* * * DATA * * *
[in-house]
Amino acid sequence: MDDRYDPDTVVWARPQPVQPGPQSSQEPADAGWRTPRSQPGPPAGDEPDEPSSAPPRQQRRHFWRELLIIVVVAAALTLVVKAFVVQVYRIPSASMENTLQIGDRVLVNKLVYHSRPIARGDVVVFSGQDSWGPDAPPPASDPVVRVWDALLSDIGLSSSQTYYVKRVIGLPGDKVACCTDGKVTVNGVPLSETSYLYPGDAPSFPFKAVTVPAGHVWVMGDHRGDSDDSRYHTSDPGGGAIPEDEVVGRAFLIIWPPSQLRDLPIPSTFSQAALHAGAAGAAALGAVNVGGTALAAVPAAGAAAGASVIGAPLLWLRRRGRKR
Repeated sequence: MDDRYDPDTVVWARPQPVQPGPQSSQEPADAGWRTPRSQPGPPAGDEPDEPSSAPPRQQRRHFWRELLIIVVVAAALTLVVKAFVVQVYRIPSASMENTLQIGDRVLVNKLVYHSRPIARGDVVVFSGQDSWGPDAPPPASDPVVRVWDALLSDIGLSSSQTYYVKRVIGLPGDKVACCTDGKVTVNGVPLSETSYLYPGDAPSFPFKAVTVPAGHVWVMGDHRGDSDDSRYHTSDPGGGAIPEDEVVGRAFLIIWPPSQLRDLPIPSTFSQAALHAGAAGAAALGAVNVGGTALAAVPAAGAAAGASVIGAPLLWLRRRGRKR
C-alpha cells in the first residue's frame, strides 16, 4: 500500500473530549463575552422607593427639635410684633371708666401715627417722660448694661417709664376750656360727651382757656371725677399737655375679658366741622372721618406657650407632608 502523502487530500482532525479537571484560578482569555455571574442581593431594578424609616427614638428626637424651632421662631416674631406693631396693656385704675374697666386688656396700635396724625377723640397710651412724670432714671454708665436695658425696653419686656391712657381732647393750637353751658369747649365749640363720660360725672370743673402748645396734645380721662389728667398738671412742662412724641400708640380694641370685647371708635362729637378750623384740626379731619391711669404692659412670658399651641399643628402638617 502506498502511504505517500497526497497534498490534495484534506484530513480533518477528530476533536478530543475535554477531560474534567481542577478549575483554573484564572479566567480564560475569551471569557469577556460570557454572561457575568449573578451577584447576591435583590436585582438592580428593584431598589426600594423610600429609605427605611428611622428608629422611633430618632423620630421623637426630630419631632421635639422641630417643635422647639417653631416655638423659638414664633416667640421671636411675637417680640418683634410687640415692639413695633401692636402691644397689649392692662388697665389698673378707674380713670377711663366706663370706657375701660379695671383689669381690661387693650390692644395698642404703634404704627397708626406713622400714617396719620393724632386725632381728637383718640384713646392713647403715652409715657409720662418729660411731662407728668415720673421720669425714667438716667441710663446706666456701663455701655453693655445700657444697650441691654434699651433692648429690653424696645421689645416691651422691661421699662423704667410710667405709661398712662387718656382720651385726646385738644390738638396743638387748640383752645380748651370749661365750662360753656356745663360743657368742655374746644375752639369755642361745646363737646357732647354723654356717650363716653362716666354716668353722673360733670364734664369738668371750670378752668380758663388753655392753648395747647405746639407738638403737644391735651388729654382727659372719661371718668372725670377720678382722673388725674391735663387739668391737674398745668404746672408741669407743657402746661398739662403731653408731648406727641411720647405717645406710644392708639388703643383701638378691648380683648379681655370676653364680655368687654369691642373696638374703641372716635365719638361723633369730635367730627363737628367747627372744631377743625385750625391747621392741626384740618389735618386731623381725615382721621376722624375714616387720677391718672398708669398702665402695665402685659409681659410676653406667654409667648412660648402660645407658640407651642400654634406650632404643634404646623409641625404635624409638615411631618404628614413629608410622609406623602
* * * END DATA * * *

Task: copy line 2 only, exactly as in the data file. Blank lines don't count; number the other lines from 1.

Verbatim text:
Amino acid sequence: MDDRYDPDTVVWARPQPVQPGPQSSQEPADAGWRTPRSQPGPPAGDEPDEPSSAPPRQQRRHFWRELLIIVVVAAALTLVVKAFVVQVYRIPSASMENTLQIGDRVLVNKLVYHSRPIARGDVVVFSGQDSWGPDAPPPASDPVVRVWDALLSDIGLSSSQTYYVKRVIGLPGDKVACCTDGKVTVNGVPLSETSYLYPGDAPSFPFKAVTVPAGHVWVMGDHRGDSDDSRYHTSDPGGGAIPEDEVVGRAFLIIWPPSQLRDLPIPSTFSQAALHAGAAGAAALGAVNVGGTALAAVPAAGAAAGASVIGAPLLWLRRRGRKR